- Slides 10-12 (Model Organisms). Discuss the use of model organisms such as fruit flies or mice. Since changing the environment on an observable level can be difficult with a complex, multi-leveled organism, we can use model organisms. Halobacterium is, in particular, a model organism for both experts and beginning scientists due to its non-hazardous nature.
- NOTE: Fortunately for research scientists, biological processes have been found to operate exactly the same in many different organisms. The “Krebs cycle” (the process cells use to extract energy from sugars) is the same across most species. Hemoglobin (essential for blood to carry oxygen to cells) is the same across different species of vertebrates. Because biological processes operate the same in various species, including both very simple and very complex life forms, scientists can use simpler organisms for their initial studies of biological systems.
- We call this sort of simpler study case a “model organism”. The simplicity of a model organism allows a scientist to more easily zero in on the properties and functions of interest, without having to sort out the complexity arising from additional systems embodied in more complex organisms. For instance, scientists can study yeast cells to understand how sugars are metabolized in many species (including in humans), without having to deal with the additional complexity from other systems in complex organisms (such as contracting muscles). Moreover, small organisms (such as yeast cells) reproduce quickly, allowing biologists to study multiple strains and generations of an organism in a short time.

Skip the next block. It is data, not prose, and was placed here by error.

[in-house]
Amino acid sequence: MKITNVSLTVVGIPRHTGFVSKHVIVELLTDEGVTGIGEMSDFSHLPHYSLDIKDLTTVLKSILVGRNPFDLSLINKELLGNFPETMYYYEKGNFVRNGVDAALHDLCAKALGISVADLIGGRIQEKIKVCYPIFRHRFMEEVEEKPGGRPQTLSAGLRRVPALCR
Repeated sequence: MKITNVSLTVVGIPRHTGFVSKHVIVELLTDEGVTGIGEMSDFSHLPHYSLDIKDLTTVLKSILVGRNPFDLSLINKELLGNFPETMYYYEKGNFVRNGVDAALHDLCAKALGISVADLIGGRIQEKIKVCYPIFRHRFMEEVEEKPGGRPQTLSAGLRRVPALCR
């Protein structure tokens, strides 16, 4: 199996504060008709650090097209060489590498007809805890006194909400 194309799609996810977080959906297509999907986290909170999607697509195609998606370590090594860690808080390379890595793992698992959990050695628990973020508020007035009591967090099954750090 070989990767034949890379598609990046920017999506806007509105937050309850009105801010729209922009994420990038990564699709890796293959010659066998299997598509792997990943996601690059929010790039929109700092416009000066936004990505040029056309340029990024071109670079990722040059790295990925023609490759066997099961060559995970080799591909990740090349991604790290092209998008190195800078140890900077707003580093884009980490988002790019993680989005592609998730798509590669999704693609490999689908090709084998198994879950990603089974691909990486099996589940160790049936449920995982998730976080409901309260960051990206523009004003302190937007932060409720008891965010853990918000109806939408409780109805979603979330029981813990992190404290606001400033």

- Model organisms are carefully selected to provide simple cases for our initial studies of biological systems. They simplify our initial research, yet still provide data-rich and flexible experimental “systems” for us to examine. They are vital to our initial biological discoveries. Research findings from model organisms must be confirmed by also studying humans. But studies on model organisms are crucial to eventually answering the central biological questions regarding human life.
- Slide 13 (Exploring how Halo…) Discuss possible variables as per slide. The picture is of South Bay Salt Pond restoration project (near San Francisco). You can go to “Google Earth” to get a great view of the entire area.